Why Safari’s Desktop Tracker Blocking Matters (Even Though Safari Desktop Doesn’t)

Apple’s announcement on Monday that its Safari desktop browser would block third-party tracking information by default worries the ad tech industry – even though Safari represents less than 5% of paid search clicks, according to data from performance marketing agency Merkle.

But not everyone is alarmed. The change is likely just another stepping stone in the long crossing to cookieless audience targeting, said James Chanter, associate media director at the WPP-owned media agency m/Six.

“I think the attention the news is getting is going to far outstrip the actual impact it will have on advertisers and agencies,” he said.

Apple’s new privacy controls do come with real hazards, though.

For one thing, it will create a blind spot for Safari desktop campaign analytics and attribution – which trace an individual’s path around the internet. And while Safari users are a minority, they are also a disproportionately strong consumer set.

So site owners can track return visitors using Safari, but they won’t be able to connect that user to activity on other sites or anything logged by tracking pixels.

Retargeters like Criteo, whose share prices dropped more than 10% after the news was announced, declined to comment. While investors don’t believe the dip is permanent, the bigger risk for Criteo is that Apple’s change will prompt its clients to think about the level of access they give to ad tech vendors, said one Criteo client speaking anonymously due to a nondisclosure agreement.

“Criteo sneaks in as a first-party tag picking up a return site visitor, but it compiles that into a central profile of users it tracks online,” she said. “Facebook and Google track users across their ad networks too, but does Criteo have actual connections to its clients’ return users in the way that Facebook or Google can credibly say, ‘This is a shared user’?”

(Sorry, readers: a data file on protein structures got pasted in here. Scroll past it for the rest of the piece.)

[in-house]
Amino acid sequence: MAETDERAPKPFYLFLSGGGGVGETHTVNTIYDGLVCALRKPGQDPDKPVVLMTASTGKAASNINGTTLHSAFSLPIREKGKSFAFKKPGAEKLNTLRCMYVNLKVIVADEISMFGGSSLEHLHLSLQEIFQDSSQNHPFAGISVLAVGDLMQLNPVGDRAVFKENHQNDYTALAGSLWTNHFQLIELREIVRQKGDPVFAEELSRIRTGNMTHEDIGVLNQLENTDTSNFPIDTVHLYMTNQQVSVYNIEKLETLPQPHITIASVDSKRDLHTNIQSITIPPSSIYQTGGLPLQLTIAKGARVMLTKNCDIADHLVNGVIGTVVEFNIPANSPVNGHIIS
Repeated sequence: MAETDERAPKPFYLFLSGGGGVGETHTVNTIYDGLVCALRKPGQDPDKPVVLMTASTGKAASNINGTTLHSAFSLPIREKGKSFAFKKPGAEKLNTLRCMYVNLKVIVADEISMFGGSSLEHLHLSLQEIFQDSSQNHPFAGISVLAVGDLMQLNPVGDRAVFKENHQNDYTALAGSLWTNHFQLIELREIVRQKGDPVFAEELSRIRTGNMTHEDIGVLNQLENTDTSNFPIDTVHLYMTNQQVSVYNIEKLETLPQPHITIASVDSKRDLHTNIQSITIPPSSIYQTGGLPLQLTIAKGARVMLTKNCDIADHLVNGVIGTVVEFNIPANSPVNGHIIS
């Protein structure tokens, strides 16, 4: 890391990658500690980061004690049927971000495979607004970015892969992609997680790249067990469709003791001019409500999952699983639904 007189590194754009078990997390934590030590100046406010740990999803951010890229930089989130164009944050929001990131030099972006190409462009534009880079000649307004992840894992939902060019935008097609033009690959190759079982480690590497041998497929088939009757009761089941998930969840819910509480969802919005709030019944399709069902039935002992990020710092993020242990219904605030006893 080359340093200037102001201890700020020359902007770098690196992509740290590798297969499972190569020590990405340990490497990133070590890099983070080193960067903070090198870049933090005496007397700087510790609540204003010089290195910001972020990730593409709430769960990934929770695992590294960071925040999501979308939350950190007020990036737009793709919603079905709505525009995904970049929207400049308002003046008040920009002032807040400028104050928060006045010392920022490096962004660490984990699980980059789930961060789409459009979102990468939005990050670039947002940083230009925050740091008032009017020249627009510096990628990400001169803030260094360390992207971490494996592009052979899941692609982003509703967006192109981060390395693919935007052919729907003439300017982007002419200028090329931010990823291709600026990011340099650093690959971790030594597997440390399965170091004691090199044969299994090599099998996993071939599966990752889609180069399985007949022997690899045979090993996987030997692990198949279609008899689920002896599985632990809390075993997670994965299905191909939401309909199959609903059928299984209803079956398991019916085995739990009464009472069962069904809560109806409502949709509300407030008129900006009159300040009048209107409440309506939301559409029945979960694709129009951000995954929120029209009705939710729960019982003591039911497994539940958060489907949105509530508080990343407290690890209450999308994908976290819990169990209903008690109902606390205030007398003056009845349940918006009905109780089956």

According to Apple’s guidance on the policy, “A machine learning model is used to classify which top privately controlled domains have the ability to track the user cross-site, based on the collected statistics.” In other words, there aren’t just hard-and-fast rules dictating what is or is not allowed – Safari will be learning and making judgment calls about what’s acceptable.

Apple differentiates between first and third parties based on “whether the user has a relationship with that party,” said Josh Schwartz, head of product and engineering at Chartbeat.

For instance, Facebook’s tags track users who journey through its publisher ad network, but its targeting isn’t necessarily at risk, Schwartz said.

“The Apple methodology could see the relationship between Facebook and that user, in the form of regular return visits and an opted-in framework between that site, Facebook and the visitor, and allow that to stand,” he said.

Both Facebook and Google declined to comment.

Another concern for ad tech companies is Apple’s potential to create a cascade effect among other browser operators – and among consumers demanding baseline privacy standards. Apple’s decision to allow ad blockers into the App Store and iOS mobile web browsing in 2015 precipitated Google opening the Play Store and Chrome mobile browser to ad blocking and Samsung offering default mobile ad blocking.

“Since Safari has a small share of browser adoption, it is likely that advertisers will be able to reach potential consumers in other environments,” said Tony Zito, CEO of Rakuten Marketing. “But it will be a bigger problem the industry will need to tackle if other devices, browsers and platforms follow suit.”

 

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